Brazil's Real Advances Ahead of Revised Fiscal Target Voteby
If measure not approved, president risks breaching fiscal law
In separate vote, committee set to rule on Cunha allegations
Brazil’s real rose ahead of a planned congressional vote on the country’s fiscal target, which is key to avoiding a forced government spending shutdown.
The government is working to gather support among lawmakers to get approval to change this year’s fiscal target, allowing it to end the year with a primary deficit of 119 billion reais ($31 billion). The vote could happen as early as Wednesday. If the change isn’t approved, President Dilma Rousseff faces a tough choice: either breach budget laws, which could be grounds for a new impeachment request, or freeze spending. Planning Minister Nelson Barbosa said a failure to pass the measure would paralyze the government, newspaper Folha de S. Paulo reported.
The real advanced 0.4 percent to 3.8373 per dollar in Sao Paulo, after declining as much as 0.6 percent. The currency is down 31 percent this year on concern the government will fail to ward off credit-rating cuts as the country is stuck in the middle of its longest recession since the 1930s. One-month implied volatility was 21.3 percent, the highest among 16 major tenders tracked by Bloomberg.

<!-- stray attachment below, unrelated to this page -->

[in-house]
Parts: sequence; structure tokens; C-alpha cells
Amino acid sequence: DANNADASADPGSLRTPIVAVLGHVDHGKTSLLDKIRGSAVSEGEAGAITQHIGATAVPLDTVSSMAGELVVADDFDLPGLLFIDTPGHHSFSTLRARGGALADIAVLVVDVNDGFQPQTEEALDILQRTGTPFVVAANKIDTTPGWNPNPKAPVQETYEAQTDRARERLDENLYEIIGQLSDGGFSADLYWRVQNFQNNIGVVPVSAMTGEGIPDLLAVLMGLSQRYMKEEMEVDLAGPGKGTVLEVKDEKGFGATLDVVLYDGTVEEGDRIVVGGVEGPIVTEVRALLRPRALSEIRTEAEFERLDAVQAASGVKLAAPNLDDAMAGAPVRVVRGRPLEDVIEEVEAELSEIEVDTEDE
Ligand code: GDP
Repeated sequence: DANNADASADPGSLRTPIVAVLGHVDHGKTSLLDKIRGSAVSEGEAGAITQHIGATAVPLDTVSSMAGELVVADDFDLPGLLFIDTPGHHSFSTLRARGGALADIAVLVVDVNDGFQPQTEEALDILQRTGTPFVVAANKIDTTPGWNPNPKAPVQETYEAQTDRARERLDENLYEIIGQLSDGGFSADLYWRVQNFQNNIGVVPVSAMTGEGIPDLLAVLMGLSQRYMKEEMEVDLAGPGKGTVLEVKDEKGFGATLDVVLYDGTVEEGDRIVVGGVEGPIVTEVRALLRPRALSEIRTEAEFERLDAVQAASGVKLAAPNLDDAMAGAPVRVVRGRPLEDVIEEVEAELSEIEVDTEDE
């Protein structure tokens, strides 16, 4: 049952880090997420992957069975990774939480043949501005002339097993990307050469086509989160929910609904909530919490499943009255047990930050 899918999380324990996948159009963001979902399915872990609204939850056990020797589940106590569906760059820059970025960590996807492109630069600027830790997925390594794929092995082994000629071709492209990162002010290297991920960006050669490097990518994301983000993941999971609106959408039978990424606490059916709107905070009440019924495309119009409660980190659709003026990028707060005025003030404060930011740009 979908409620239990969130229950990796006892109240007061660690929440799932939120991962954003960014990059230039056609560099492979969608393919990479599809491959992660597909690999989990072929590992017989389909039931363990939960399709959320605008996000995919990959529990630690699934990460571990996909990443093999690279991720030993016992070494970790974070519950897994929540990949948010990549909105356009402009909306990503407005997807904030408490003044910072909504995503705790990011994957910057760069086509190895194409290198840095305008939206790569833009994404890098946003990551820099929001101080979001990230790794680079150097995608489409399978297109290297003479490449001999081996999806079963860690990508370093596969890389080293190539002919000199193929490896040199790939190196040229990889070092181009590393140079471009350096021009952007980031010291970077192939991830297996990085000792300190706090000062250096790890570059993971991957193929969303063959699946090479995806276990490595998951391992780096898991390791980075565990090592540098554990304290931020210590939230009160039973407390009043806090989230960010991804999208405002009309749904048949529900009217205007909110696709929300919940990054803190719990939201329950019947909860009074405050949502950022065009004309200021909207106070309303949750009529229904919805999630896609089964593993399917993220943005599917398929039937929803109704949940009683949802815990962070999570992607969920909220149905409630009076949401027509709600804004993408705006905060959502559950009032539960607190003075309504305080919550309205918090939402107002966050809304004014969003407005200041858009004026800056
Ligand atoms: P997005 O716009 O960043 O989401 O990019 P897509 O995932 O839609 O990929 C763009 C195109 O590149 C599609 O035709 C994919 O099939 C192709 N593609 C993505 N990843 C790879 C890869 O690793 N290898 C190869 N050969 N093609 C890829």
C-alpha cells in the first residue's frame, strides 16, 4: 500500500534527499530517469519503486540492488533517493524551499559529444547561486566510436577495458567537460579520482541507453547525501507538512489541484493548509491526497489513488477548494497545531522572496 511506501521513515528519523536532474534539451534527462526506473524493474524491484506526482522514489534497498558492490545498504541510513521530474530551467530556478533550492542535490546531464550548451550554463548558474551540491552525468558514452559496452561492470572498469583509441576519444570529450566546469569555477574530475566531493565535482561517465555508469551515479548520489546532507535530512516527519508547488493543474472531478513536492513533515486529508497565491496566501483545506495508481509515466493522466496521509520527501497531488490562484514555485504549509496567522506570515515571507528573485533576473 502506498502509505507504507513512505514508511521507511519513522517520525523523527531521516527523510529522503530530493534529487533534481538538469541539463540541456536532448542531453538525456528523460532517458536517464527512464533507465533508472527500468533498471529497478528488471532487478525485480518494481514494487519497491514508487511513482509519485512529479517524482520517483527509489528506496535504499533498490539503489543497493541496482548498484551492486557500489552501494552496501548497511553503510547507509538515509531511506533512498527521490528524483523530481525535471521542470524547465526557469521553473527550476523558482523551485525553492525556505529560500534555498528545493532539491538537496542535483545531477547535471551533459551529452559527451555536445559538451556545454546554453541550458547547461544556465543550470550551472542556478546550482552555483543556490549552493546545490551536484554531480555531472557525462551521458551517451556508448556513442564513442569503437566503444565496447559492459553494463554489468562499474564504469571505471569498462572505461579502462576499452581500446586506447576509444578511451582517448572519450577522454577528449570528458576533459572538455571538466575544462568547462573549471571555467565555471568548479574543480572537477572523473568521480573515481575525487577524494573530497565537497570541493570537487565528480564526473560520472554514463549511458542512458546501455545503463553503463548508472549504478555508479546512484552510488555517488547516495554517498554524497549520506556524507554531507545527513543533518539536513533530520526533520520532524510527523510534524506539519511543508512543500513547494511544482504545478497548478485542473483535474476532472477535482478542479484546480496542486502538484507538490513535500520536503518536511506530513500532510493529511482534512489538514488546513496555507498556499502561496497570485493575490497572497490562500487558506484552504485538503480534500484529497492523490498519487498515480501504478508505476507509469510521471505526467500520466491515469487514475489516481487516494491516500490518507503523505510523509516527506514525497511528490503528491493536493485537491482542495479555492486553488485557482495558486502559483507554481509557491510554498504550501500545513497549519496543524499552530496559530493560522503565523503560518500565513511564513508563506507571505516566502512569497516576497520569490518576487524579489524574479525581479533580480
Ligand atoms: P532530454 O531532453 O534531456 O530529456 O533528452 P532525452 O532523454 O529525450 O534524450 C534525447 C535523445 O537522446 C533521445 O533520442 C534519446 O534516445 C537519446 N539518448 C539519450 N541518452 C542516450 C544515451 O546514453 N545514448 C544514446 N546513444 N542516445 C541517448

"I believe the government will be able to get the necessary support for the approval of the new target this time, which should support the real in the very short term. But that doesn’t mean most problems are solved," said Reginaldo Galhardo, a foreign-exchange manager at Treviso Corretora de Cambio in Sao Paulo. "There is a lot more to be done, and the political scenario remains bleak."
Separately, the ethics committee in the lower house of Congress is also scheduled to vote on whether to open an investigation into lower house head Eduardo Cunha’s alleged role in the Carwash corruption probe.
Swap rates on the contract maturing in January 2017, a gauge of expectations for interest-rate moves, dropped 0.08 percentage point to 15.66 percent.